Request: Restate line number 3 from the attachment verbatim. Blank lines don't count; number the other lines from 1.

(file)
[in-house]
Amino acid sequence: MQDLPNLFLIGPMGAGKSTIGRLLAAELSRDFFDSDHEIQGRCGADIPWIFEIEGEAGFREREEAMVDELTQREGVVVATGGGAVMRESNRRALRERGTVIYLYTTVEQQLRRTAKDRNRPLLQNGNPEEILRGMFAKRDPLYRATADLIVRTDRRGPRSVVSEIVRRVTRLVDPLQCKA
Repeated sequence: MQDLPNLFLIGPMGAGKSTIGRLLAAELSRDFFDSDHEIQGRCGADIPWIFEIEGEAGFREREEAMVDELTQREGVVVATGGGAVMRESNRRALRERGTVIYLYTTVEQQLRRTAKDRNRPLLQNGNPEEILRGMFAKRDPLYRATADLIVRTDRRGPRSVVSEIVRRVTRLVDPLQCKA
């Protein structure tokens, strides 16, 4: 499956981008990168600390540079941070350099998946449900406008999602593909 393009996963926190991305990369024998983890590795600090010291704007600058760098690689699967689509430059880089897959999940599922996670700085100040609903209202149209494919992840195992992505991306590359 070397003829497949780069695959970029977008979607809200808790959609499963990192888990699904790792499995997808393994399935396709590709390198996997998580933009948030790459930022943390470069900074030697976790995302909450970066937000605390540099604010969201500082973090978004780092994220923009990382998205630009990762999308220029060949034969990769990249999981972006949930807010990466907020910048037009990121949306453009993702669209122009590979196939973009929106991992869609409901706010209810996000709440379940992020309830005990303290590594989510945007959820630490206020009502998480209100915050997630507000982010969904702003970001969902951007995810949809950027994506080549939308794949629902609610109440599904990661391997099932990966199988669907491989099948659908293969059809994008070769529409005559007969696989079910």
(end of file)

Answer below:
Repeated sequence: MQDLPNLFLIGPMGAGKSTIGRLLAAELSRDFFDSDHEIQGRCGADIPWIFEIEGEAGFREREEAMVDELTQREGVVVATGGGAVMRESNRRALRERGTVIYLYTTVEQQLRRTAKDRNRPLLQNGNPEEILRGMFAKRDPLYRATADLIVRTDRRGPRSVVSEIVRRVTRLVDPLQCKA